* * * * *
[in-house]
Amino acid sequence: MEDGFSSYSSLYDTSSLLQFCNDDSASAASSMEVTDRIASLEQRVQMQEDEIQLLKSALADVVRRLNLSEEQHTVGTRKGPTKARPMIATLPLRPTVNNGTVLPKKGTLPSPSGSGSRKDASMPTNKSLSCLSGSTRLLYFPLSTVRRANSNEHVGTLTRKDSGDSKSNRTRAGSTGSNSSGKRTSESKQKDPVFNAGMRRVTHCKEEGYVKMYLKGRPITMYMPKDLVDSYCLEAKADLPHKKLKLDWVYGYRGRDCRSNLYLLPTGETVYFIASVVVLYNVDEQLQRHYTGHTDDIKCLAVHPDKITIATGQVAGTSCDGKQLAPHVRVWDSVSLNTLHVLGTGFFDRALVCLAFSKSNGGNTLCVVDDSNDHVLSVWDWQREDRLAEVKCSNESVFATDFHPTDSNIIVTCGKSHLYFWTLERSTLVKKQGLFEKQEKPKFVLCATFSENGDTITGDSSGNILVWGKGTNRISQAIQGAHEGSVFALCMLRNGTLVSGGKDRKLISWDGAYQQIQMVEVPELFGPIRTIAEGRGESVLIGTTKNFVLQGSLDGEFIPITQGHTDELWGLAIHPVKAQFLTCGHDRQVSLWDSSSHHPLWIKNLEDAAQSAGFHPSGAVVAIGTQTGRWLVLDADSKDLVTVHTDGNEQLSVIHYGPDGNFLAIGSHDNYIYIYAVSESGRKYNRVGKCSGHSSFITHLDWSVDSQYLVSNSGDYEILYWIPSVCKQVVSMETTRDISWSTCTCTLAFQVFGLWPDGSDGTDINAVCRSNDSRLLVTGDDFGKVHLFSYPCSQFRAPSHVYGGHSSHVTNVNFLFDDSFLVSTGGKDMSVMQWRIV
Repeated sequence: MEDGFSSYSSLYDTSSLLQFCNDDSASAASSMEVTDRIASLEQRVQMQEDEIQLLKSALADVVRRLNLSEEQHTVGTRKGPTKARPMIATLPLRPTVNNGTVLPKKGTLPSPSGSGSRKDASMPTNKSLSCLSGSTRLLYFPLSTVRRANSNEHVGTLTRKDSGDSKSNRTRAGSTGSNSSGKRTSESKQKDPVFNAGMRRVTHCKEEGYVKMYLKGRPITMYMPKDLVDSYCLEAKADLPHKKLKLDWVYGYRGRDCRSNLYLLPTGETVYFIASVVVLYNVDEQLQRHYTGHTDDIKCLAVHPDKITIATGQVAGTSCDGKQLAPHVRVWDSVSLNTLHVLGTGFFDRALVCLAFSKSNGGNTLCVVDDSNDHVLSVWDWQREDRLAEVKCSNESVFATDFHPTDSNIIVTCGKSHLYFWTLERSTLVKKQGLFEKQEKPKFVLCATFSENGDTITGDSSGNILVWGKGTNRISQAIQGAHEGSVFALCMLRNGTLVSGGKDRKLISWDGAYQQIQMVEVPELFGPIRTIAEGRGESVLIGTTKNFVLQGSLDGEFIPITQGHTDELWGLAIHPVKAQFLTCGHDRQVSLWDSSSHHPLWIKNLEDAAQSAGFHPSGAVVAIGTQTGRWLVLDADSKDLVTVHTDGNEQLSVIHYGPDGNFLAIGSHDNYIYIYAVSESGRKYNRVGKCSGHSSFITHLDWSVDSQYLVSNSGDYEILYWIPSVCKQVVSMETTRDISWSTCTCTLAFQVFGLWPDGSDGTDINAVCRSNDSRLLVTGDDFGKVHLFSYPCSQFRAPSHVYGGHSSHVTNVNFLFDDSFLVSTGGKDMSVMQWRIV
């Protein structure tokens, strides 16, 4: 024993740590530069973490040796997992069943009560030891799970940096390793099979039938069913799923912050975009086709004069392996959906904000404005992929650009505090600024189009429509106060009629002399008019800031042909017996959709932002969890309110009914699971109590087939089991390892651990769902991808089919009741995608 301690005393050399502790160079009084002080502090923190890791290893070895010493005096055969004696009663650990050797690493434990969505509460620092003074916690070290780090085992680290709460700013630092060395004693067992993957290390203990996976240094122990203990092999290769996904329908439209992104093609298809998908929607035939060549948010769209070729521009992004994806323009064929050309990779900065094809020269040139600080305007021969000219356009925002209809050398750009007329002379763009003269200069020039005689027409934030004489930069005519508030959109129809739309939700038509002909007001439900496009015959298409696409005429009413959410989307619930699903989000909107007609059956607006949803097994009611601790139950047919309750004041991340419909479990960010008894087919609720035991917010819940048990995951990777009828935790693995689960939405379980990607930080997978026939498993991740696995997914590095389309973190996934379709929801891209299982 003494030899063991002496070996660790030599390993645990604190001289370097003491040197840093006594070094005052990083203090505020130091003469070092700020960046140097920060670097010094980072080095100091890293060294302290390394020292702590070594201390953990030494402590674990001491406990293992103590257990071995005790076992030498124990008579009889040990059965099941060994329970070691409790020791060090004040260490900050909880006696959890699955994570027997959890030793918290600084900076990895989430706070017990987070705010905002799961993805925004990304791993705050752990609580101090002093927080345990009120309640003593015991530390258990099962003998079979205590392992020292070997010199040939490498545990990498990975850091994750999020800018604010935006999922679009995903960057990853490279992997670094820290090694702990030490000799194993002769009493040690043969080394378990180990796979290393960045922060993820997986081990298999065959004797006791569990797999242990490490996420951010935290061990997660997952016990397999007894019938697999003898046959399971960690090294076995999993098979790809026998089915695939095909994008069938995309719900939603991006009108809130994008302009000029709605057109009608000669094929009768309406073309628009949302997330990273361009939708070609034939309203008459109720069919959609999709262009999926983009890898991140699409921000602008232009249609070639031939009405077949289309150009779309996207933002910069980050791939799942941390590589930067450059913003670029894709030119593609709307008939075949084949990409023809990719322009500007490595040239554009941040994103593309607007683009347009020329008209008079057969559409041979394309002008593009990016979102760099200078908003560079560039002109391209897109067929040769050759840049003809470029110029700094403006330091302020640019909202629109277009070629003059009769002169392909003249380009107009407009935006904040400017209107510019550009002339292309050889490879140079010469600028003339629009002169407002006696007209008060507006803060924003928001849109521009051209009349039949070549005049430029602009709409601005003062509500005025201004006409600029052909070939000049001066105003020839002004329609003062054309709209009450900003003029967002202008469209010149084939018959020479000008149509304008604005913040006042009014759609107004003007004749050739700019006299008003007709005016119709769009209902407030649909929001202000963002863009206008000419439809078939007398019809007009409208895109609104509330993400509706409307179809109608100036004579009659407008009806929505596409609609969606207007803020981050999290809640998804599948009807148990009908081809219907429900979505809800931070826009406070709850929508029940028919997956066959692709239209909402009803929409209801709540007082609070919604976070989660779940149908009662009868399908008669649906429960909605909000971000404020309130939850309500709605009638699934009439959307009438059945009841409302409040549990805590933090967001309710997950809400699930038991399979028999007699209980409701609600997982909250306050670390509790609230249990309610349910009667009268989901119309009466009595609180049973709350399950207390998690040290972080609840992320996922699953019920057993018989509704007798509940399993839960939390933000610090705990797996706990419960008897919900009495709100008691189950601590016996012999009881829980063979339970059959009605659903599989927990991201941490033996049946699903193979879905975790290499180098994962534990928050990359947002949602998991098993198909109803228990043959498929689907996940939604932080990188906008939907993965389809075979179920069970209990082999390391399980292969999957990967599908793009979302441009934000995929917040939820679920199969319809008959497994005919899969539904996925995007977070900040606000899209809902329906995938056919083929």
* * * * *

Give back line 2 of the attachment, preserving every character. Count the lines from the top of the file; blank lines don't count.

Amino acid sequence: MEDGFSSYSSLYDTSSLLQFCNDDSASAASSMEVTDRIASLEQRVQMQEDEIQLLKSALADVVRRLNLSEEQHTVGTRKGPTKARPMIATLPLRPTVNNGTVLPKKGTLPSPSGSGSRKDASMPTNKSLSCLSGSTRLLYFPLSTVRRANSNEHVGTLTRKDSGDSKSNRTRAGSTGSNSSGKRTSESKQKDPVFNAGMRRVTHCKEEGYVKMYLKGRPITMYMPKDLVDSYCLEAKADLPHKKLKLDWVYGYRGRDCRSNLYLLPTGETVYFIASVVVLYNVDEQLQRHYTGHTDDIKCLAVHPDKITIATGQVAGTSCDGKQLAPHVRVWDSVSLNTLHVLGTGFFDRALVCLAFSKSNGGNTLCVVDDSNDHVLSVWDWQREDRLAEVKCSNESVFATDFHPTDSNIIVTCGKSHLYFWTLERSTLVKKQGLFEKQEKPKFVLCATFSENGDTITGDSSGNILVWGKGTNRISQAIQGAHEGSVFALCMLRNGTLVSGGKDRKLISWDGAYQQIQMVEVPELFGPIRTIAEGRGESVLIGTTKNFVLQGSLDGEFIPITQGHTDELWGLAIHPVKAQFLTCGHDRQVSLWDSSSHHPLWIKNLEDAAQSAGFHPSGAVVAIGTQTGRWLVLDADSKDLVTVHTDGNEQLSVIHYGPDGNFLAIGSHDNYIYIYAVSESGRKYNRVGKCSGHSSFITHLDWSVDSQYLVSNSGDYEILYWIPSVCKQVVSMETTRDISWSTCTCTLAFQVFGLWPDGSDGTDINAVCRSNDSRLLVTGDDFGKVHLFSYPCSQFRAPSHVYGGHSSHVTNVNFLFDDSFLVSTGGKDMSVMQWRIV